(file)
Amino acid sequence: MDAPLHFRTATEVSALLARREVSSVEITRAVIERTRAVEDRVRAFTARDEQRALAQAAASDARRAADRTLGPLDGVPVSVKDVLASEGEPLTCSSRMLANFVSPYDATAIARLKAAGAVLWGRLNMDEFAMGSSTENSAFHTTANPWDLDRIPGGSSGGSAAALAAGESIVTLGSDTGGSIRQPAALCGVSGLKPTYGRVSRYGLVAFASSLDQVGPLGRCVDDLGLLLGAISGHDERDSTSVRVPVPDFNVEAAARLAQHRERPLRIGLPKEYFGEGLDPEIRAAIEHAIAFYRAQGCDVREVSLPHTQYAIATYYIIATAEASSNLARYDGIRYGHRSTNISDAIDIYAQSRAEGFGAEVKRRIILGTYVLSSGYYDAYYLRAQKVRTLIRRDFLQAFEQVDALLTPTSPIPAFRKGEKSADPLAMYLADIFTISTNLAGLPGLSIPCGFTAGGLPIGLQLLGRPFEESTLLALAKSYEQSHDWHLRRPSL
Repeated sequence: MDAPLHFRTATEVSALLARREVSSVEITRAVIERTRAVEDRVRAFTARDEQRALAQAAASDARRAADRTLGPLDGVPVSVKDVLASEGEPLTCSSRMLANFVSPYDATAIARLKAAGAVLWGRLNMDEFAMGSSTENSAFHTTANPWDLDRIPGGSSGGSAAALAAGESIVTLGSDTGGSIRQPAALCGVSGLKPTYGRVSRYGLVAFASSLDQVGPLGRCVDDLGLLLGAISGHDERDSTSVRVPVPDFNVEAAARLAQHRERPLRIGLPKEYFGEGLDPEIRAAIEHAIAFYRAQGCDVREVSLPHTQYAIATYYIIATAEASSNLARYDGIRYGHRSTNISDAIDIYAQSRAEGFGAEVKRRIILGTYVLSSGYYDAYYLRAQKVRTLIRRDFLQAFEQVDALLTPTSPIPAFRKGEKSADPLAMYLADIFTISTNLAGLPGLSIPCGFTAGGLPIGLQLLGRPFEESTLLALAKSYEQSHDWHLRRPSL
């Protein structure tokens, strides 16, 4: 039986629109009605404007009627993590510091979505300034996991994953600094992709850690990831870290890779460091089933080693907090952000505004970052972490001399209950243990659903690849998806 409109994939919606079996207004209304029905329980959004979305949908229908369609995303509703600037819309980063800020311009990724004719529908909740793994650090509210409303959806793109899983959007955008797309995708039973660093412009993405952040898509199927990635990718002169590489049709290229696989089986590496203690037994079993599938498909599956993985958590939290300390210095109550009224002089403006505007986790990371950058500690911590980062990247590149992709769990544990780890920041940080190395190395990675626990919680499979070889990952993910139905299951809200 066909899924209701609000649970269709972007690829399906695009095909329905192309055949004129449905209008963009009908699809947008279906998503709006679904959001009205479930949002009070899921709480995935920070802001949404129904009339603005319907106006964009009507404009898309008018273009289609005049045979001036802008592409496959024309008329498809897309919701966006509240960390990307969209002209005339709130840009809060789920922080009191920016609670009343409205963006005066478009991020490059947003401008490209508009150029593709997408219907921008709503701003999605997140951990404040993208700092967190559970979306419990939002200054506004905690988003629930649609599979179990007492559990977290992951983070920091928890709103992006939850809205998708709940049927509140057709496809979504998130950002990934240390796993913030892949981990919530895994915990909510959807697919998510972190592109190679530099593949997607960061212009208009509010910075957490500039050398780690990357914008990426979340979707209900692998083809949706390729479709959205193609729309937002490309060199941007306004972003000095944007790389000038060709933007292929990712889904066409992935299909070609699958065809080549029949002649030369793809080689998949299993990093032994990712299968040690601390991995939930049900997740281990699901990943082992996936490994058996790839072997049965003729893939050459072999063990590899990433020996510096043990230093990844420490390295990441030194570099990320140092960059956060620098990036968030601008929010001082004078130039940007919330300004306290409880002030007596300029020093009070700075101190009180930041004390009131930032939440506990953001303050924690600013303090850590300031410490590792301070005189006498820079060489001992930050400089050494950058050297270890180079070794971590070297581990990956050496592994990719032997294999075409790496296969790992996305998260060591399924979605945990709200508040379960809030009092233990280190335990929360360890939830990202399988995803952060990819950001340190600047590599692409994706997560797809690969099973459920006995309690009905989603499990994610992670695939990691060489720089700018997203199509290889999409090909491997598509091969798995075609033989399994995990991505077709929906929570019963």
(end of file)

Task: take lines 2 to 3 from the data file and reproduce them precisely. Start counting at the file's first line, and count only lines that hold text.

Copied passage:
Repeated sequence: MDAPLHFRTATEVSALLARREVSSVEITRAVIERTRAVEDRVRAFTARDEQRALAQAAASDARRAADRTLGPLDGVPVSVKDVLASEGEPLTCSSRMLANFVSPYDATAIARLKAAGAVLWGRLNMDEFAMGSSTENSAFHTTANPWDLDRIPGGSSGGSAAALAAGESIVTLGSDTGGSIRQPAALCGVSGLKPTYGRVSRYGLVAFASSLDQVGPLGRCVDDLGLLLGAISGHDERDSTSVRVPVPDFNVEAAARLAQHRERPLRIGLPKEYFGEGLDPEIRAAIEHAIAFYRAQGCDVREVSLPHTQYAIATYYIIATAEASSNLARYDGIRYGHRSTNISDAIDIYAQSRAEGFGAEVKRRIILGTYVLSSGYYDAYYLRAQKVRTLIRRDFLQAFEQVDALLTPTSPIPAFRKGEKSADPLAMYLADIFTISTNLAGLPGLSIPCGFTAGGLPIGLQLLGRPFEESTLLALAKSYEQSHDWHLRRPSL
């Protein structure tokens, strides 16, 4: 039986629109009605404007009627993590510091979505300034996991994953600094992709850690990831870290890779460091089933080693907090952000505004970052972490001399209950243990659903690849998806 409109994939919606079996207004209304029905329980959004979305949908229908369609995303509703600037819309980063800020311009990724004719529908909740793994650090509210409303959806793109899983959007955008797309995708039973660093412009993405952040898509199927990635990718002169590489049709290229696989089986590496203690037994079993599938498909599956993985958590939290300390210095109550009224002089403006505007986790990371950058500690911590980062990247590149992709769990544990780890920041940080190395190395990675626990919680499979070889990952993910139905299951809200 066909899924209701609000649970269709972007690829399906695009095909329905192309055949004129449905209008963009009908699809947008279906998503709006679904959001009205479930949002009070899921709480995935920070802001949404129904009339603005319907106006964009009507404009898309008018273009289609005049045979001036802008592409496959024309008329498809897309919701966006509240960390990307969209002209005339709130840009809060789920922080009191920016609670009343409205963006005066478009991020490059947003401008490209508009150029593709997408219907921008709503701003999605997140951990404040993208700092967190559970979306419990939002200054506004905690988003629930649609599979179990007492559990977290992951983070920091928890709103992006939850809205998708709940049927509140057709496809979504998130950002990934240390796993913030892949981990919530895994915990909510959807697919998510972190592109190679530099593949997607960061212009208009509010910075957490500039050398780690990357914008990426979340979707209900692998083809949706390729479709959205193609729309937002490309060199941007306004972003000095944007790389000038060709933007292929990712889904066409992935299909070609699958065809080549029949002649030369793809080689998949299993990093032994990712299968040690601390991995939930049900997740281990699901990943082992996936490994058996790839072997049965003729893939050459072999063990590899990433020996510096043990230093990844420490390295990441030194570099990320140092960059956060620098990036968030601008929010001082004078130039940007919330300004306290409880002030007596300029020093009070700075101190009180930041004390009131930032939440506990953001303050924690600013303090850590300031410490590792301070005189006498820079060489001992930050400089050494950058050297270890180079070794971590070297581990990956050496592994990719032997294999075409790496296969790992996305998260060591399924979605945990709200508040379960809030009092233990280190335990929360360890939830990202399988995803952060990819950001340190600047590599692409994706997560797809690969099973459920006995309690009905989603499990994610992670695939990691060489720089700018997203199509290889999409090909491997598509091969798995075609033989399994995990991505077709929906929570019963």